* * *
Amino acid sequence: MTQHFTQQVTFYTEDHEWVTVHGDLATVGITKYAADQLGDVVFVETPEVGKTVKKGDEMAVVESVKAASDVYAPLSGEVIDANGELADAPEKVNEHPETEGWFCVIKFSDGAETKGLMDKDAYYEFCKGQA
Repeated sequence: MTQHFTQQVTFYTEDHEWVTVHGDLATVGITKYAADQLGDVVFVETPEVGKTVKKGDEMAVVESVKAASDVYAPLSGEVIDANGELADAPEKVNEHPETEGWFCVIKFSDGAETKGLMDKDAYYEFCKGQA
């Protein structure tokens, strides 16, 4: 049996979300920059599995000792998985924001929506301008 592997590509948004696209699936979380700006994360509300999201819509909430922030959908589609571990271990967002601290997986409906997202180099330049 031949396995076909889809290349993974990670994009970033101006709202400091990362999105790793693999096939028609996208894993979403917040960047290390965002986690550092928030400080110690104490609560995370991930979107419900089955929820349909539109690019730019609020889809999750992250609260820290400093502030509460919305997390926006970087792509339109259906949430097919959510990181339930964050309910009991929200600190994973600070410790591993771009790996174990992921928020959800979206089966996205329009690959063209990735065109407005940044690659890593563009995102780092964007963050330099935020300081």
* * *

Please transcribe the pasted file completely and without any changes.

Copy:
Amino acid sequence: MTQHFTQQVTFYTEDHEWVTVHGDLATVGITKYAADQLGDVVFVETPEVGKTVKKGDEMAVVESVKAASDVYAPLSGEVIDANGELADAPEKVNEHPETEGWFCVIKFSDGAETKGLMDKDAYYEFCKGQA
Repeated sequence: MTQHFTQQVTFYTEDHEWVTVHGDLATVGITKYAADQLGDVVFVETPEVGKTVKKGDEMAVVESVKAASDVYAPLSGEVIDANGELADAPEKVNEHPETEGWFCVIKFSDGAETKGLMDKDAYYEFCKGQA
């Protein structure tokens, strides 16, 4: 049996979300920059599995000792998985924001929506301008 592997590509948004696209699936979380700006994360509300999201819509909430922030959908589609571990271990967002601290997986409906997202180099330049 031949396995076909889809290349993974990670994009970033101006709202400091990362999105790793693999096939028609996208894993979403917040960047290390965002986690550092928030400080110690104490609560995370991930979107419900089955929820349909539109690019730019609020889809999750992250609260820290400093502030509460919305997390926006970087792509339109259906949430097919959510990181339930964050309910009991929200600190994973600070410790591993771009790996174990992921928020959800979206089966996205329009690959063209990735065109407005940044690659890593563009995102780092964007963050330099935020300081």